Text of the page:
Amid concern over the viability of the state’s first outdoor adult use cannabis crop, New York’s Office of Cannabis Management relaxed testing standards on Nov. 1. The announcement came after numerous cultivators reported that they were not able to pass the test requiring that flower not have any more than 10,000 colony forming units per gram.
“Cannabis Laboratories will still need to run these tests as part of the state mandated testing panel, but at this time, there will not be a defined limit for unextracted cannabis products in the adult-use program. It’s the responsibility of the licensee to consider these results and any impact to the stability and expiration dating of the product as well as any risk to the health of consumers.”
The blanket threshold for microbials, many of which may or may or not be harmful, has made it difficult for producers of New York’s first outdoor-exclusive crop. The state gave existing hemp farmers with outdoor farms the first crack at cultivation licenses, but now that the annual October harvest has occurred, many of those producers were worried about passing testing limits, given the outdoor operations naturally invite microbial ecosystems that do not necessarily create harmful reactions from consumers.
“There’s definitely a collective sigh of relief that was heard around the New York cannabis industry when this rule was relaxed,” said Dan Livingston, executive director of the Cannabis Association of New York.
“It was quite a relief,” added cultivator Seth Jacobs. “I haven’t talked to a single grower that had a biological test that would pass. There was no flower available without remediation.”
The possibility of not being able to pass testing standards became a major cause for concern among cultivators, according to Jacobs.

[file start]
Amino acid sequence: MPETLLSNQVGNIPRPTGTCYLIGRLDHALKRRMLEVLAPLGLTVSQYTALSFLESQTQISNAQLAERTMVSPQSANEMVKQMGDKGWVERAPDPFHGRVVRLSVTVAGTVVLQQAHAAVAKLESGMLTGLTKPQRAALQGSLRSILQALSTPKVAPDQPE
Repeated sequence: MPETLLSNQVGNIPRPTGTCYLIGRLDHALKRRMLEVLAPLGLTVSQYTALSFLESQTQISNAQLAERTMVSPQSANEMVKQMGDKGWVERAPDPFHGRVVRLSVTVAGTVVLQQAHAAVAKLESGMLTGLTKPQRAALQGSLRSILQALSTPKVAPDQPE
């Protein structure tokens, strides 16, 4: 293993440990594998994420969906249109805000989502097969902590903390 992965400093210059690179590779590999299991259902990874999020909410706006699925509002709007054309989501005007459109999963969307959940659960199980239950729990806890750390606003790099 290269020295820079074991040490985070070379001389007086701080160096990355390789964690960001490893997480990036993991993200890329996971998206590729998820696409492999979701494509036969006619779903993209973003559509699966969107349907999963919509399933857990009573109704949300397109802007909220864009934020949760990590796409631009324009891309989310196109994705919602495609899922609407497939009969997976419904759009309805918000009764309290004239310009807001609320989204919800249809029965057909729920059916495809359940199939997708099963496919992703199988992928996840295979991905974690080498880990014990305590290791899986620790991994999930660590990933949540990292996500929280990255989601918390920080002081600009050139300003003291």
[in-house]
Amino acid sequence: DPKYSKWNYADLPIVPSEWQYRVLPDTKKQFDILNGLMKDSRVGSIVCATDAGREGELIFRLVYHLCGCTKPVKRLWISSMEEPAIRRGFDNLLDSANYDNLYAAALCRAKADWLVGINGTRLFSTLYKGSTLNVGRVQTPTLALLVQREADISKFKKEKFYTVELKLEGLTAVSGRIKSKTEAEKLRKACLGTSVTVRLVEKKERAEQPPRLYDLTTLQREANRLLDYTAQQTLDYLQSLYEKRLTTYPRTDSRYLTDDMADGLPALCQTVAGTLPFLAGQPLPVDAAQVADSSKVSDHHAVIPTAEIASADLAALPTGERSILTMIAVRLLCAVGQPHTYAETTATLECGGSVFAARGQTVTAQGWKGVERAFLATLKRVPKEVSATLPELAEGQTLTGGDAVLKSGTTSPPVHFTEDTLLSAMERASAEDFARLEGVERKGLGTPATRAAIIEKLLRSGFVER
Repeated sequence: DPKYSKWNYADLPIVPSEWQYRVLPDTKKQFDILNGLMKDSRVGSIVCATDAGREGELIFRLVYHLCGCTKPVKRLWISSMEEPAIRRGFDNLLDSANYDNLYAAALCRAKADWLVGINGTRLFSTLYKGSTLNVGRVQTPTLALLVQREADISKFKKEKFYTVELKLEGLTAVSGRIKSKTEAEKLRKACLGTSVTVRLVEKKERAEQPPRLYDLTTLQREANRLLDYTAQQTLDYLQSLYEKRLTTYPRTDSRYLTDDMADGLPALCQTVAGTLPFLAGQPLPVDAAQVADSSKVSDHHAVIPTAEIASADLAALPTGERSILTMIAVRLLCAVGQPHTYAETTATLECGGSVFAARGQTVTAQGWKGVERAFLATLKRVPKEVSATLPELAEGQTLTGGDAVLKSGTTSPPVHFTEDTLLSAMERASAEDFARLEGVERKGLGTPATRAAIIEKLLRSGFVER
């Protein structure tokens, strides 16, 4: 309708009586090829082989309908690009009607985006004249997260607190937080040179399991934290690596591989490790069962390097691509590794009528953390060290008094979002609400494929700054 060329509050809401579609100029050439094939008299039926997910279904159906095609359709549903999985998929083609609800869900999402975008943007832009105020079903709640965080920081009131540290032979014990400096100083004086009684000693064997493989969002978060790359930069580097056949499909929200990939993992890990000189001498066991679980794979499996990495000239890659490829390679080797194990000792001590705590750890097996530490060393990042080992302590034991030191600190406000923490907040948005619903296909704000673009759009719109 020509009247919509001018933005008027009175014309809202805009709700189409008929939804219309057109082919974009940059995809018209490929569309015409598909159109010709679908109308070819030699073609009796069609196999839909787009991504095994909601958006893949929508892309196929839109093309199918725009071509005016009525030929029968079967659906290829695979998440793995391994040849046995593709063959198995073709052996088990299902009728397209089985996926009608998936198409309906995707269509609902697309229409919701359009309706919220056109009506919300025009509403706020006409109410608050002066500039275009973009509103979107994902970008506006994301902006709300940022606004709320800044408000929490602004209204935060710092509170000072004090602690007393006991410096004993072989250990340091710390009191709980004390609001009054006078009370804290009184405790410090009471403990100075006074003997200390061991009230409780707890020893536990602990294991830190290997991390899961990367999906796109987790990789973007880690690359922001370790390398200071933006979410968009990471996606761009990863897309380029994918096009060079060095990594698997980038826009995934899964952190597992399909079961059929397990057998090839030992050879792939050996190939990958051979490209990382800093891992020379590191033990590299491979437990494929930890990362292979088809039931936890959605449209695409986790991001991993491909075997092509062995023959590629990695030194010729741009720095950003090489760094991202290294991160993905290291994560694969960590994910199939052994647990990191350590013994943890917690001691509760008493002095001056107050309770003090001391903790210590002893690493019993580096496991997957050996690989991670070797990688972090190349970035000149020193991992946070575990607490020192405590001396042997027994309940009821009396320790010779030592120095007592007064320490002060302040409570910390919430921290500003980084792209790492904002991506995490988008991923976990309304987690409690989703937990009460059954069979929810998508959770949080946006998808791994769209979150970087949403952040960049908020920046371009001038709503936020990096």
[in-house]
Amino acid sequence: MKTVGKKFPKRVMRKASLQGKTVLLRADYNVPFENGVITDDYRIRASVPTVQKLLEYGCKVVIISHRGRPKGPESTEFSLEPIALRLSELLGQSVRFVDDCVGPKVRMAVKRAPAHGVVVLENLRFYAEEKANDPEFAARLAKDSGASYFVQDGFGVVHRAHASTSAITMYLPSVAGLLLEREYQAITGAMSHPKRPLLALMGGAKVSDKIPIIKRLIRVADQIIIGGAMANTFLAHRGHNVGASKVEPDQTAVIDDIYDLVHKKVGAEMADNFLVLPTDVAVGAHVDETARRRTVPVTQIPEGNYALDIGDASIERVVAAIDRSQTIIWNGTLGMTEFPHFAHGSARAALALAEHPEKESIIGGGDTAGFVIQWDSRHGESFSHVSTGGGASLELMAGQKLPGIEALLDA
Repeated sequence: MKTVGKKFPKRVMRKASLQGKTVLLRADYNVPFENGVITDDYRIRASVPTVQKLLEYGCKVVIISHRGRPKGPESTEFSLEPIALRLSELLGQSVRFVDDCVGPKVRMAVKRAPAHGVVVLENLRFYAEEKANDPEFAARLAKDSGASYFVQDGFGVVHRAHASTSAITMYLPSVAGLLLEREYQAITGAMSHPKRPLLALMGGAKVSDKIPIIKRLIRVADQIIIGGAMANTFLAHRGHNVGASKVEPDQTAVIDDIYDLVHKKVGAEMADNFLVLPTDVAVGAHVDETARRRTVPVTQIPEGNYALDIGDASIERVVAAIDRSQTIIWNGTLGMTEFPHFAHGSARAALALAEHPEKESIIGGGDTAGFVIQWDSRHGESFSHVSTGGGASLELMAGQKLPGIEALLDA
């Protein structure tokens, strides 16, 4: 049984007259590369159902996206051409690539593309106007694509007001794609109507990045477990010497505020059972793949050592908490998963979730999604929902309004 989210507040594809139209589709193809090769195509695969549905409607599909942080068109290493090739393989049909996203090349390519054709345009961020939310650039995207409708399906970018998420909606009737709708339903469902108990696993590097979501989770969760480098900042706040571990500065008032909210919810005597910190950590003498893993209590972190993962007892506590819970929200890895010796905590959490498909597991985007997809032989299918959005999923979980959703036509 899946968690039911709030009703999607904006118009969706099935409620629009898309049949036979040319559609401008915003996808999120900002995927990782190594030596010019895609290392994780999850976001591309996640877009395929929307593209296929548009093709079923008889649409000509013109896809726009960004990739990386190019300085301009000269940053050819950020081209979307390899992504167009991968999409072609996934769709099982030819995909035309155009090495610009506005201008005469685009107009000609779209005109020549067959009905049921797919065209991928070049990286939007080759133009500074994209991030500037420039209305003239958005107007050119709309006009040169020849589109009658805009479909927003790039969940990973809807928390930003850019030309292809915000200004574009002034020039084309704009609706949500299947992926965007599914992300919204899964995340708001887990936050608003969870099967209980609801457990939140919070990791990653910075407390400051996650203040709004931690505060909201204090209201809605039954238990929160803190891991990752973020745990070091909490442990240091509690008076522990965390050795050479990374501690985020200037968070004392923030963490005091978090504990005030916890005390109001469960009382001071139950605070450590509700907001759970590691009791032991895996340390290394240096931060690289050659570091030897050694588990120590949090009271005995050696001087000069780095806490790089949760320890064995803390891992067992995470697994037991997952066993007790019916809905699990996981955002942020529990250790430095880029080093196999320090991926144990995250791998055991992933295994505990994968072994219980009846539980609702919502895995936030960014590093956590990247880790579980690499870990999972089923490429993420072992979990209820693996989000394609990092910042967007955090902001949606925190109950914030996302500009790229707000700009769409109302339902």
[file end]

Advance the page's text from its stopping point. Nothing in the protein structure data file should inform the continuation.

“We were really distressed with what we were facing. We can’t grow inside yet, they’re not licensing indoor grows,” he said. “If they hadn’t wised up, they would have really had egg on their face.”
On the other hand, there is also some concern that the shift in standards could be harmful for consumers.
“I read the ruling and believe that they are truly a disservice to the general public consuming unextracted cannabis,” said Roger Brown, president of ACS Laboratory. “Reducing the strict requirement previously implemented would have been a better path rather than eliminating the pass/fail requirement instituted in every state that has legalized marijuana for adult use or medicinal use. Regulators have to have standards and requirements to ensure that safe cannabis is delivered to the market for human consumption.”
Cultivators must still test flower for pesticides, metals, mycotoxins, and microbiology, but they will not have to test for total yeast and microbials until January, 2023. Until then, cultivators will only have to test for the presence of specific harmful microbes, such as Salmonella, Shiga toxin-producing Escherichia coli, and Aspergillus.
By January 2023 cultivators will also have to test for moisture content, water activity, and filth or foreign material. By March, 2023, they will also have to test for residual solvents and terpenes.
Livingston suggested that easing the testing limit thresholds would also create a buffer where licensed testing could get their operations up and running before the adult use market has to worry about a log jam for testing results, such as what Massachusetts faced a year ago.
“If you look at other states in the early stages of rolling out their legal industry, there’s always a timing issue,” said Livingston.
“The Office plans on sharing additional lab testing guidance soon to help streamline the lab testing process for conditional licensees including a temporary protocol designed to enable licensees to test multiple lots of the same form of product simultaneously, with the goal of maximizing available lab testing capacity,” said the state in its memo concerning testing limits.
Once the state brings microbusinesses online, there will be adult use indoor cultivation. Until that time, Brown dismissed the idea of separate testing standards for indoor and outdoor grows.
“Regulations are good, it creates a standard that growers and licensees will elevate to that level or choose to exceed it,” said Brown from ACS. “If there are no pass/fail standards, then bad actors will always be present. I don’t believe there should be two sets of standards for indoor and outdoor grow. Standards are in place for consistency.”